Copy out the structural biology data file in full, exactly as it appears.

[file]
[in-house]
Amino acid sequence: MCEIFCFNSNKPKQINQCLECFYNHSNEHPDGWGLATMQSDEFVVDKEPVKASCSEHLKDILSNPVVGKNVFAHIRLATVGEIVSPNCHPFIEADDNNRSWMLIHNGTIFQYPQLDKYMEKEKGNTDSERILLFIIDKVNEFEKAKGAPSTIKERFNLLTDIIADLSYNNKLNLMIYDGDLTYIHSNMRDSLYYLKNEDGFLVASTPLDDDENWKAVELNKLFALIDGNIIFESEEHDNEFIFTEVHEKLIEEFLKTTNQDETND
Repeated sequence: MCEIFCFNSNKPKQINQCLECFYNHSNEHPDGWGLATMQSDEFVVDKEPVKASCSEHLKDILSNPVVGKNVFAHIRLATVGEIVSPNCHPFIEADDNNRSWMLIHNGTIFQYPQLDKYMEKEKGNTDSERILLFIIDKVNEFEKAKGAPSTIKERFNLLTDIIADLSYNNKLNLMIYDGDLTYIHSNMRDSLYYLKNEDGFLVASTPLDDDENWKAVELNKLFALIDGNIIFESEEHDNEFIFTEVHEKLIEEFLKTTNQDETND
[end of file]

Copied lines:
[in-house]
Amino acid sequence: MCEIFCFNSNKPKQINQCLECFYNHSNEHPDGWGLATMQSDEFVVDKEPVKASCSEHLKDILSNPVVGKNVFAHIRLATVGEIVSPNCHPFIEADDNNRSWMLIHNGTIFQYPQLDKYMEKEKGNTDSERILLFIIDKVNEFEKAKGAPSTIKERFNLLTDIIADLSYNNKLNLMIYDGDLTYIHSNMRDSLYYLKNEDGFLVASTPLDDDENWKAVELNKLFALIDGNIIFESEEHDNEFIFTEVHEKLIEEFLKTTNQDETND
Repeated sequence: MCEIFCFNSNKPKQINQCLECFYNHSNEHPDGWGLATMQSDEFVVDKEPVKASCSEHLKDILSNPVVGKNVFAHIRLATVGEIVSPNCHPFIEADDNNRSWMLIHNGTIFQYPQLDKYMEKEKGNTDSERILLFIIDKVNEFEKAKGAPSTIKERFNLLTDIIADLSYNNKLNLMIYDGDLTYIHSNMRDSLYYLKNEDGFLVASTPLDDDENWKAVELNKLFALIDGNIIFESEEHDNEFIFTEVHEKLIEEFLKTTNQDETND